Notice of Tenants’ Rights
Department of the Environment
This Notice of Tenants’ Rights explains your legal rights pursuant to the Maryland Reduction of Lead Risk in Housing Law, which went into effect on February 24, 1996. Under this law, property owners are required to address all potential lead-based paint hazards in rental properties constructed prior to 1978, register and annually renew registration of their properties with Maryland Department of the Environment’s (MDE) Lead Poisoning Prevention Program, and provide tenants with lead educational materials. This Notice of Tenant’s Rights also provides a detailed explanation of what property owners are required to do to comply with the law, how to inform your landlord that repairs need to be performed in your home, and steps you can take to enforce your legal rights if your landlord refuses to respond to your request.
Please read this material carefully and call the Lead Hotline at 410-537-4199 or 800-776-2706 if you have any questions. (TTY Users 800-735-2258)
I HAVE JUST MOVED INTO A RENTAL DWELLING THAT WAS BUILT BEFORE 1978, WHAT DO I NEED TO KNOW?
In order to be fully compliant with the law, your landlord is required to:
1)Give you the Notice of Tenant Rights, the EPA brochure, “Protect Your Family from Lead in Your Home,”, and a copy of the lead inspection certificate for the unit on or before the day you move in.
The property owner may ask you to sign a statement acknowledging that you received these items.
2)Ensure that the property is currently registered with the Maryland Department of the Environment (MDE) and is required to pay a $30.00 per property/unit registration fee.
3)Obtain a passingFull Risk Reduction certificate prior to you moving into the property.
DOES MY RENTAL DWELLING UNIT HAVE TO BE INSPECTED BEFORE I MOVE IN?
Yes. The property owner must have the unit inspected at the owner’s expense. All inspections are required to be performed by an inspector accredited by MDE. If the house passes the inspection, the property owner will be given a Lead Paint Risk Reduction Inspection Certificate. This certificate will be on file at MDE. The owner is required to give you a copy of the inspection certificate when you move in. If you wish to know the results of the inspection, ask your landlord or call the Lead Hotline at 410-537-4199, 1-800-776-2706, or TTY 800-735-2258.
ARE THERE OTHER TIMES THAT THE PROPERTY OWNER MUST COMPLY WITH SPECIAL STANDARDS WHILE I LIVE HERE?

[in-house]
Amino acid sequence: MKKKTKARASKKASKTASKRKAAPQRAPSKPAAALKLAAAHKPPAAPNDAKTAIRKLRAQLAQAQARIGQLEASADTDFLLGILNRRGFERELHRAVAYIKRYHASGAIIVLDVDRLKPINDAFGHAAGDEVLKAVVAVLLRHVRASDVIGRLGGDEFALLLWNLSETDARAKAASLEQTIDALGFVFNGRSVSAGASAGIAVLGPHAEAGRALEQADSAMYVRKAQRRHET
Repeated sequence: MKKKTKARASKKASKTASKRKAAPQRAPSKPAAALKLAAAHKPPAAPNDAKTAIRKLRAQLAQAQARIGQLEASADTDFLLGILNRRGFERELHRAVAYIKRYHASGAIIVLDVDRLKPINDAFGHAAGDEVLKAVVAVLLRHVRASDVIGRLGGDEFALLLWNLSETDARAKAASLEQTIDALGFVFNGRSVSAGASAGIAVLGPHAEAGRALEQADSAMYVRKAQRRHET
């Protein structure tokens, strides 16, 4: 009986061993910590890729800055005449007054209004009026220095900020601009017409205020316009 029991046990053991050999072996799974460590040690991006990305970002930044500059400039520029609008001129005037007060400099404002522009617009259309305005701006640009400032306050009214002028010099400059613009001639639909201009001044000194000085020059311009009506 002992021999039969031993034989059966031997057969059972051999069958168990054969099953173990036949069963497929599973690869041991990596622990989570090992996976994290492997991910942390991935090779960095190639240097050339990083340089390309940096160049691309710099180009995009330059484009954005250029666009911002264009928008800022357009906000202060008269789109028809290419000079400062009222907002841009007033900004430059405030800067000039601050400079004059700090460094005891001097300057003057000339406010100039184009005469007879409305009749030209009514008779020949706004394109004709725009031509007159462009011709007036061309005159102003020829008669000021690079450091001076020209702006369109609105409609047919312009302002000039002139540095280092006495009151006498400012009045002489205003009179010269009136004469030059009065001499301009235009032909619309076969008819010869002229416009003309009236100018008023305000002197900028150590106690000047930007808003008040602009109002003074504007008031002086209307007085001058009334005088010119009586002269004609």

Yes. When a child under six or a pregnant woman has an elevated blood lead level (EBL) 10 μg/dl or more, the local health department will inform the property owner of the obligation to meet the Modified Risk Reduction Standard.
The Modified Risk Reduction Standard must also be met when the property owner receives a written Notice of Defect that there are structural defects and/or chipping, peeling, and flaking paint in your home. Chipping, peeling and flaking paint in pre-1978 constructed rental properties is presumed to contain lead, which can be dangerous to you and your children.
The property owner will have 30 days to satisfy the Modified Reduction Standard after receipt of a written Notice of Elevated Blood Lead Level or
Notice of Defect.
HOW DO I TELL THE PROPERTY OWNER ABOUT STRUCTURAL DEFECTS and/or THAT THERE IS CHIPPING, PEELING, AND FLAKING PAINT IN MY HOME?
You must send a notice to the property owner in writing. You may either write a letter or use a “Notice of Defect Form.” A sample copy of the form is attached on page 5. When sending a notice, it is suggested to send it Certified Mail, Return Receipt Requested or Hand Deliver it to the property owner and obtain a signature evidencing receipt. This documentation is also useful when making a referral to MDE or your local housing department.
Once the property owner receives the notice, your property must satisfy the Modified Risk Reduction Standard within 30 days.
HOW DOES AN OWNER MEET THE MODIFIED RISK REDUCTION STANDARD?
Within 30 days after the receipt or a Notice of Elevated Blood Lead Level or Notice of Defect, the property owner provides for the temporary relocation of tenants to a lead free dwelling unit or another dwelling unit that has meet the full risk reduction standard;